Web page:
DETROIT (WWJ/AP) – Michigan election officials have affirmed a decision to keep longtime Detroit congressman John Conyers off the August primary ballot.
The Secretary of State’s office said Friday it found problems with the Democrat’s nominating petitions. Conyers is required to file signatures from at least 1,000 voters in his district.
Conyers, 85, had appealed to the state after Detroit-area election officials said there were problems with some people who collected signatures. The circulators weren’t registered to vote or had listed a wrong registration address.
WWJ Legal Analyst Charlie Langton said the ruling comes as no surprise.
“The law in Michigan right now — no question about it — is you must be a registered voter to circulate a petition; and John Conyers did not have registered voters circulate petitions,” Langton said.
Talking to WWJ City Beat Reporter Vickie Thomas last week, local Political Consultant Steve Hood — who was hired by the Conyers camp to collect petition signatures— took the blame for the oversight.
“I did not double-check my circulators. I made a mistake,” he said.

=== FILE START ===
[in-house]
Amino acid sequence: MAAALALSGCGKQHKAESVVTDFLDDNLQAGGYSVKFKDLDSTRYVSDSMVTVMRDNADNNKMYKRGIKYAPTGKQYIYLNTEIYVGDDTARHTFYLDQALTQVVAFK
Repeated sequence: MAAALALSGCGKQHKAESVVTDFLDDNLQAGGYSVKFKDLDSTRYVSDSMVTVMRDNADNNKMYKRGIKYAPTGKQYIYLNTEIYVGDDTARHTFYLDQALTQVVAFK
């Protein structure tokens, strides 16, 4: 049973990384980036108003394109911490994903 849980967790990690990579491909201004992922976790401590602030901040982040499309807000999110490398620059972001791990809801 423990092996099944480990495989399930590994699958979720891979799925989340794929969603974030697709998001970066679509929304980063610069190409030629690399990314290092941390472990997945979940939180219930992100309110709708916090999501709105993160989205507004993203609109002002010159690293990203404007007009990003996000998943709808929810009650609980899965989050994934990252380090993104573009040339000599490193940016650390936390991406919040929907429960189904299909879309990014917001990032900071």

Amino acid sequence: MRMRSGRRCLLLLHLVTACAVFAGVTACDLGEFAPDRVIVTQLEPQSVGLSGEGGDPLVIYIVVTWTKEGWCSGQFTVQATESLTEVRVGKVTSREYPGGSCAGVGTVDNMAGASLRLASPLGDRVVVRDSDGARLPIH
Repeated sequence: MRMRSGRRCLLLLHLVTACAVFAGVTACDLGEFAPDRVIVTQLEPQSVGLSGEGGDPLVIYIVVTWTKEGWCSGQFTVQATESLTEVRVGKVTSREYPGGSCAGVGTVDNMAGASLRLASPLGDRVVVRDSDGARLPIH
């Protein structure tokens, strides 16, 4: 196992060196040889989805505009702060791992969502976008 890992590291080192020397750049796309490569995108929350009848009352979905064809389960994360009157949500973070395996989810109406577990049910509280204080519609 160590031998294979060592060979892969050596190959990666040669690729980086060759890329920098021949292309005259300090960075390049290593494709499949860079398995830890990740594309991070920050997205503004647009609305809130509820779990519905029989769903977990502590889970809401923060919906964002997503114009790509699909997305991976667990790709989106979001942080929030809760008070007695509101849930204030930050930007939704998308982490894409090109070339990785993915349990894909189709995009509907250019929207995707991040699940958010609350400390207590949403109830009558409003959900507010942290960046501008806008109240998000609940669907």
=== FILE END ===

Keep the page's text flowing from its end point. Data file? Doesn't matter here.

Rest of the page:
This doesn’t mean the fight is over, however.
While the Secretary of State does not have the power to declare a statute unconstitutional, but a federal judge still might.
“The Secretary of State very clearly said we want to make sure we can prohibit fraud and we want to have some order to out elections,” said Langton. “But we’re waiting for a judge right now, and we could have a ruling at any moment.”
Langton believes Conyers stands a decent chance.
“Why is there any reason why the law would be that you’d have to be a registered voter to circulate petitions?” said Langton. “…If you were running for Congress, could you get your family from out of state to help you circulate petitions? Ah, you couldn’t in Michigan, because they’re not registered voters. That doesn’t make sense.”
Conyers, who has been in Congress since 1965, could still mount a write-in effort if necessary in the heavily Democratic district — and his campaign manager has said he plans on it.
There is precedent in Michigan for such an effort. Detroit Mayor Mike Duggan launched a successful write-in campaign in last year’s primary after his name was kept off the ballot due to a residency issue.
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